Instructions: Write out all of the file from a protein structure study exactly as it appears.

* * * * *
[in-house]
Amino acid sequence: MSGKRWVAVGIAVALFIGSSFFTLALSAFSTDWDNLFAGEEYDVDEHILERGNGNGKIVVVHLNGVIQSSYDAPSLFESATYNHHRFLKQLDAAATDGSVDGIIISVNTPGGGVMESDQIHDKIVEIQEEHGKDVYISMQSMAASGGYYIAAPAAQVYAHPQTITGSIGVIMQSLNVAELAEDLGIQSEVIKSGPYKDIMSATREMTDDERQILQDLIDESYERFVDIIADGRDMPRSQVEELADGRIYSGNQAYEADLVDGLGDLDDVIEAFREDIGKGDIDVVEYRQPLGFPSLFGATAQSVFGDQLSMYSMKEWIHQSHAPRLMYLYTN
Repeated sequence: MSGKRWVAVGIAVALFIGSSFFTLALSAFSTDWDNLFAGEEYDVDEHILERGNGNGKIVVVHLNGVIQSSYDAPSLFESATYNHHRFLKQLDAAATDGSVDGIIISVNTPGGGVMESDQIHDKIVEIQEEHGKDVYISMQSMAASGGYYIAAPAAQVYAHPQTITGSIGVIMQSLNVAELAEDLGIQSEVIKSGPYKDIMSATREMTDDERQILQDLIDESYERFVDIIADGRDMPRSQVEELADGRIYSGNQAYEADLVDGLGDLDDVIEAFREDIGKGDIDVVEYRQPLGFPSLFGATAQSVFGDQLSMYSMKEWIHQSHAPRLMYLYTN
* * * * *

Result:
[in-house]
Amino acid sequence: MSGKRWVAVGIAVALFIGSSFFTLALSAFSTDWDNLFAGEEYDVDEHILERGNGNGKIVVVHLNGVIQSSYDAPSLFESATYNHHRFLKQLDAAATDGSVDGIIISVNTPGGGVMESDQIHDKIVEIQEEHGKDVYISMQSMAASGGYYIAAPAAQVYAHPQTITGSIGVIMQSLNVAELAEDLGIQSEVIKSGPYKDIMSATREMTDDERQILQDLIDESYERFVDIIADGRDMPRSQVEELADGRIYSGNQAYEADLVDGLGDLDDVIEAFREDIGKGDIDVVEYRQPLGFPSLFGATAQSVFGDQLSMYSMKEWIHQSHAPRLMYLYTN
Repeated sequence: MSGKRWVAVGIAVALFIGSSFFTLALSAFSTDWDNLFAGEEYDVDEHILERGNGNGKIVVVHLNGVIQSSYDAPSLFESATYNHHRFLKQLDAAATDGSVDGIIISVNTPGGGVMESDQIHDKIVEIQEEHGKDVYISMQSMAASGGYYIAAPAAQVYAHPQTITGSIGVIMQSLNVAELAEDLGIQSEVIKSGPYKDIMSATREMTDDERQILQDLIDESYERFVDIIADGRDMPRSQVEELADGRIYSGNQAYEADLVDGLGDLDDVIEAFREDIGKGDIDVVEYRQPLGFPSLFGATAQSVFGDQLSMYSMKEWIHQSHAPRLMYLYTN